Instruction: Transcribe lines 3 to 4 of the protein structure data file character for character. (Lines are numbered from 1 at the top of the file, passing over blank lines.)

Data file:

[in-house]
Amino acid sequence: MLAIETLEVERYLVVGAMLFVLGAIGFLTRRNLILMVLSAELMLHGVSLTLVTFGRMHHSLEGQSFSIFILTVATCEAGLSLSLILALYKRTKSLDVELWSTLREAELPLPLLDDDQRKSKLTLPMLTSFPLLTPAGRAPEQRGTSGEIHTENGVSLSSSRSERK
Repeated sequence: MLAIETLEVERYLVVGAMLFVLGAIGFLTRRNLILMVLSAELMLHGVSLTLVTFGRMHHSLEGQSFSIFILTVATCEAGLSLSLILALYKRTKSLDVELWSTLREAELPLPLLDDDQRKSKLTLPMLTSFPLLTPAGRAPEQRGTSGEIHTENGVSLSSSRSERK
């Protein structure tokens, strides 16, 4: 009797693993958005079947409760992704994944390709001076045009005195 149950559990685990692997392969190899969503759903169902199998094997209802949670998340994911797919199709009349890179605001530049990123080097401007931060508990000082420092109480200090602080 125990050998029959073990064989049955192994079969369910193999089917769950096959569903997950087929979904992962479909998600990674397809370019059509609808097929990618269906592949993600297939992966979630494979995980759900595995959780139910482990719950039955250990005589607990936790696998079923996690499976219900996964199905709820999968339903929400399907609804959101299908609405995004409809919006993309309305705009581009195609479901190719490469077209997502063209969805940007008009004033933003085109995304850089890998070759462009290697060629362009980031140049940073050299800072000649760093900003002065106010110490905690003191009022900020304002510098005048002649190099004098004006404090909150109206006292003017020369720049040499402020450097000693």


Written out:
Repeated sequence: MLAIETLEVERYLVVGAMLFVLGAIGFLTRRNLILMVLSAELMLHGVSLTLVTFGRMHHSLEGQSFSIFILTVATCEAGLSLSLILALYKRTKSLDVELWSTLREAELPLPLLDDDQRKSKLTLPMLTSFPLLTPAGRAPEQRGTSGEIHTENGVSLSSSRSERK
């Protein structure tokens, strides 16, 4: 009797693993958005079947409760992704994944390709001076045009005195 149950559990685990692997392969190899969503759903169902199998094997209802949670998340994911797919199709009349890179605001530049990123080097401007931060508990000082420092109480200090602080 125990050998029959073990064989049955192994079969369910193999089917769950096959569903997950087929979904992962479909998600990674397809370019059509609808097929990618269906592949993600297939992966979630494979995980759900595995959780139910482990719950039955250990005589607990936790696998079923996690499976219900996964199905709820999968339903929400399907609804959101299908609405995004409809919006993309309305705009581009195609479901190719490469077209997502063209969805940007008009004033933003085109995304850089890998070759462009290697060629362009980031140049940073050299800072000649760093900003002065106010110490905690003191009022900020304002510098005048002649190099004098004006404090909150109206006292003017020369720049040499402020450097000693």